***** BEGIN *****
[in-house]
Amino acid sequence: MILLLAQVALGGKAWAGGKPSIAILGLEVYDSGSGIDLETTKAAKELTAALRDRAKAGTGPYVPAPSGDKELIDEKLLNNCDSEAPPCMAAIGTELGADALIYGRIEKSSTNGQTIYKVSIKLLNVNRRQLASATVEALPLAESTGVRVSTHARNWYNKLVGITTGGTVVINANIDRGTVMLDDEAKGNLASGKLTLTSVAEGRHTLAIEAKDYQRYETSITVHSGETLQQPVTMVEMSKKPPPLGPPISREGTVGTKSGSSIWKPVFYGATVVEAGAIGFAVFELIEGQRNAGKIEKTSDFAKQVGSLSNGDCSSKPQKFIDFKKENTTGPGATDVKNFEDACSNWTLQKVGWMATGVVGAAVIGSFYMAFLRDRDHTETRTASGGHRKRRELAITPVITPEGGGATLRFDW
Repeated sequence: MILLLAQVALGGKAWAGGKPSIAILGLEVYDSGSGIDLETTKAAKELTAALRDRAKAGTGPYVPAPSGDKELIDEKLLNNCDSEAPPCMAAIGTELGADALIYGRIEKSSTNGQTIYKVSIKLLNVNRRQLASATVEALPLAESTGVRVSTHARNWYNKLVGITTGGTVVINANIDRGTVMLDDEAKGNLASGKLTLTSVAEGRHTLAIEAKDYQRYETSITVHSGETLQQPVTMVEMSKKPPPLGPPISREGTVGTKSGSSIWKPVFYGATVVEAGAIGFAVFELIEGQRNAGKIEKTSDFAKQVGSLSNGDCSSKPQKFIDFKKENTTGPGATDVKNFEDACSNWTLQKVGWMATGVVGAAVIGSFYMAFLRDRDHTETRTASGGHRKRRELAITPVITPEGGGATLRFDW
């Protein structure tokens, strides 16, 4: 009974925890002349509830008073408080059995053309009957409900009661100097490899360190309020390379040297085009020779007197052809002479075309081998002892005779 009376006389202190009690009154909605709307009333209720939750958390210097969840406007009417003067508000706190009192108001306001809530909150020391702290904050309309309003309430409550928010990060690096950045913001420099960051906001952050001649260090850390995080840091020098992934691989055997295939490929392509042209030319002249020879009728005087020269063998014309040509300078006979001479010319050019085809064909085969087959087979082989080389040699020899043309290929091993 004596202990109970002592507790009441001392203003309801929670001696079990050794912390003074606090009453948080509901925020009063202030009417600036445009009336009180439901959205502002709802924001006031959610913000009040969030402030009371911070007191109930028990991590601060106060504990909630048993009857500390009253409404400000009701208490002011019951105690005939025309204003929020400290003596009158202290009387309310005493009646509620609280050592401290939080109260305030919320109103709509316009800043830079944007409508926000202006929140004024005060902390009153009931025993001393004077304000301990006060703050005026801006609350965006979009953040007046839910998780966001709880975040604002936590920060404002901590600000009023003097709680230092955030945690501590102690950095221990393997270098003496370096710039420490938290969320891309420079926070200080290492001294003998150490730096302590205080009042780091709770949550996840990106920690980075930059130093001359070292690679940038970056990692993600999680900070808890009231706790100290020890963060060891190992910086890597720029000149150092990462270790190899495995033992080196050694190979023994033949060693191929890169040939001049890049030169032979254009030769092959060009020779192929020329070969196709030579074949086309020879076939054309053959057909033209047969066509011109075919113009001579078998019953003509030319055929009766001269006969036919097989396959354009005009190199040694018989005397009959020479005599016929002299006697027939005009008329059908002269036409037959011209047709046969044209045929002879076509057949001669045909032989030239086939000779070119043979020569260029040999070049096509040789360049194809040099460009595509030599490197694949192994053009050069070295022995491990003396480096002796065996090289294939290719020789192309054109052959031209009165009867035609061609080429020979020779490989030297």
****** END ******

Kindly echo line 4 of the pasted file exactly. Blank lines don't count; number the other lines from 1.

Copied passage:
């Protein structure tokens, strides 16, 4: 009974925890002349509830008073408080059995053309009957409900009661100097490899360190309020390379040297085009020779007197052809002479075309081998002892005779 009376006389202190009690009154909605709307009333209720939750958390210097969840406007009417003067508000706190009192108001306001809530909150020391702290904050309309309003309430409550928010990060690096950045913001420099960051906001952050001649260090850390995080840091020098992934691989055997295939490929392509042209030319002249020879009728005087020269063998014309040509300078006979001479010319050019085809064909085969087959087979082989080389040699020899043309290929091993 004596202990109970002592507790009441001392203003309801929670001696079990050794912390003074606090009453948080509901925020009063202030009417600036445009009336009180439901959205502002709802924001006031959610913000009040969030402030009371911070007191109930028990991590601060106060504990909630048993009857500390009253409404400000009701208490002011019951105690005939025309204003929020400290003596009158202290009387309310005493009646509620609280050592401290939080109260305030919320109103709509316009800043830079944007409508926000202006929140004024005060902390009153009931025993001393004077304000301990006060703050005026801006609350965006979009953040007046839910998780966001709880975040604002936590920060404002901590600000009023003097709680230092955030945690501590102690950095221990393997270098003496370096710039420490938290969320891309420079926070200080290492001294003998150490730096302590205080009042780091709770949550996840990106920690980075930059130093001359070292690679940038970056990692993600999680900070808890009231706790100290020890963060060891190992910086890597720029000149150092990462270790190899495995033992080196050694190979023994033949060693191929890169040939001049890049030169032979254009030769092959060009020779192929020329070969196709030579074949086309020879076939054309053959057909033209047969066509011109075919113009001579078998019953003509030319055929009766001269006969036919097989396959354009005009190199040694018989005397009959020479005599016929002299006697027939005009008329059908002269036409037959011209047709046969044209045929002879076509057949001669045909032989030239086939000779070119043979020569260029040999070049096509040789360049194809040099460009595509030599490197694949192994053009050069070295022995491990003396480096002796065996090289294939290719020789192309054109052959031209009165009867035609061609080429020979020779490989030297």